Monday, June 29, 2015

'Irish Meadows' by Susan Anne Mason

2015 Reading Challenge, Week 26 - A Book Published this Year
The only problem with good books published so recently, like this one, is that I have to wait longer for the sequel. 

Irish immigrant James O’Leary has spent his life building Irish Meadows into a thriving horse farm and is not about to let hard economic times threaten its success. He intends for his daughters to marry prosperous men–ones who will secure the family’s rightful place in society, and at the same time, guarantee the future of Irish Meadows. Both girls, however, have different visions for their futures.

Brianna and Colleen O’Leary know their father expects them to marry well. Yet despite his wishes, Brianna, the quieter sister, dreams of attending college. Vivacious Colleen, meanwhile, is happy to marry–as long as her father’s choice meets her exacting standards. When stable hand Gilbert Whelan returns from college and distant family member Rylan Montgomery stops in on his way to the seminary in Boston, the two men quickly complicate everyone’s plans. It will take every ounce of courage for both sisters to follow their hearts. And even if they do, will they inevitably find their dreams too distant to reach?

I have strong Irish ancestry in my family line, and loved this novel with its double romances. The O'Leary family live on Long Island, New York, in 1911. James, the father, is a successful trainer of thoroughbred horses, but fears his business is crumbling. He is an autocratic family head who thinks of his family as extensions of his resources, and also assumes that his own priorities must surely be theirs. His attitude extends to Gilbert, the penniless son of a servant he'd brought up as a foster son. With a mindset like James', there's bound to be conflict when his two elder daughters find his marriage choices for them repugnant, and want to follow their hearts instead.

Gilbert and Brianna's ties of affection go back years. She's also the bluestocking type, who wants to pursue a tertiary education, which is frowned upon by her father. Gilbert's plight makes us ponder the question of how much a person really owes a benefactor, and at what point should we call our lives our own. Some of their rash decisions and hasty jumps to conclusions made me wish someone would knock some sense into them, yet they are so true to life for young people who have known each other forever and aren't sure how they should be feeling toward each other. Especially when their feelings don't suit the dad who pulls the strings. Both Gilbert and Brianna have peace-loving, gentle personalities, and I couldn't help hoping they'd sort their tangles without too much angst.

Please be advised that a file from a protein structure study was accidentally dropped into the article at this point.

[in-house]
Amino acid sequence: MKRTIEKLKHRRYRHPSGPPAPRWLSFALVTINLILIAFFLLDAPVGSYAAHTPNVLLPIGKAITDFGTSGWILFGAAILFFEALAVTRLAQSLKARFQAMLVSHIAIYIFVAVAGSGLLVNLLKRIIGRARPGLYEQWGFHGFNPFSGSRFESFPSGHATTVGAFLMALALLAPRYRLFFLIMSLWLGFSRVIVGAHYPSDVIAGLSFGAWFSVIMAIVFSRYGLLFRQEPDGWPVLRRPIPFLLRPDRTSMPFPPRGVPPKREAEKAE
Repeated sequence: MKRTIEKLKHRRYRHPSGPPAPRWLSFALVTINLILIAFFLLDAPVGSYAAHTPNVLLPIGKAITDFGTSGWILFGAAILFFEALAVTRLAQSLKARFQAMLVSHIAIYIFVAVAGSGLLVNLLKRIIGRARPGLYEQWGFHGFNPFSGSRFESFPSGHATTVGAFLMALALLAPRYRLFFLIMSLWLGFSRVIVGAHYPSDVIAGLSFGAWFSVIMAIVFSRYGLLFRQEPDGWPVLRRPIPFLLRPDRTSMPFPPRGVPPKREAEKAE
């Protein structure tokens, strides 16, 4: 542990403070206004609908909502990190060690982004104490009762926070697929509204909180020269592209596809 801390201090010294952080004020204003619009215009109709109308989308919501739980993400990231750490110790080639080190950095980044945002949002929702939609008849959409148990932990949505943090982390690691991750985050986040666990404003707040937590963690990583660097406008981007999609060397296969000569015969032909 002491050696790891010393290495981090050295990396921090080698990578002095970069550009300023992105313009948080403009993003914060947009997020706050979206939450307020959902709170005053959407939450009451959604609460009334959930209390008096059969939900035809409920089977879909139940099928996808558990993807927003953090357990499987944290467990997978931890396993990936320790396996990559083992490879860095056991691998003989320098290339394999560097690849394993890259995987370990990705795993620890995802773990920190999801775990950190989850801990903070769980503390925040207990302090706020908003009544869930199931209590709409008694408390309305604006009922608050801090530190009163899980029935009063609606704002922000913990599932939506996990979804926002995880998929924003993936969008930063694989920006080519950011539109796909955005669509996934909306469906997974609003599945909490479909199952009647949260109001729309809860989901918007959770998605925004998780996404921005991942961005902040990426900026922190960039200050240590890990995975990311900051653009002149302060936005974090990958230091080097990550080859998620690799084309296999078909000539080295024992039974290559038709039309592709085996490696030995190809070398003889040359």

Meanwhile, Brianna's elder sister, Colleen, starts off as a Scarlett O'Hara type of character, shallow, flirty and as manipulative as her father. She's astounded to fall for the fun-loving, warm-hearted Rylan, who happens to be training for the Catholic priesthood. I liked their story best, as it didn't have all the temperamental ups and downs of Gilbert and Brianna's, but just one very major, emotional hurdle. Wow, can that girl cry! She starts off as the sort of person who has toughened her heart and refused to cry, but in the few months covering this story, she makes up for all those years. There's hardly a scene where he's not pulling out his hanky for her. Got to love her.

Rylan's dilemma was a page turner. He has a passion for what he believes is his calling, but is blindsided by the equally strong feelings he develops for the young woman whose sensitivity and generous heart he sees unfolding before him. I think he was my favourite character, and Colleen was definitely lucky to meet him.

One thing puzzled me. The clergy in this story were given the title of 'Reverend', such as Reverend Filmore, but I thought the Irish priests were always called 'Father.' Were both appellations used in that time and place?

I'll be hanging out for the sequel. All through the story, I couldn't help noticing that the girls' brother, Adam, seemed to have issues, although they were swept to the background. I was pleased to get to the author's notes at the end of the book, and find out that his story is coming.

Thanks to Bethany House and Net Galley for my review copy.

5 stars

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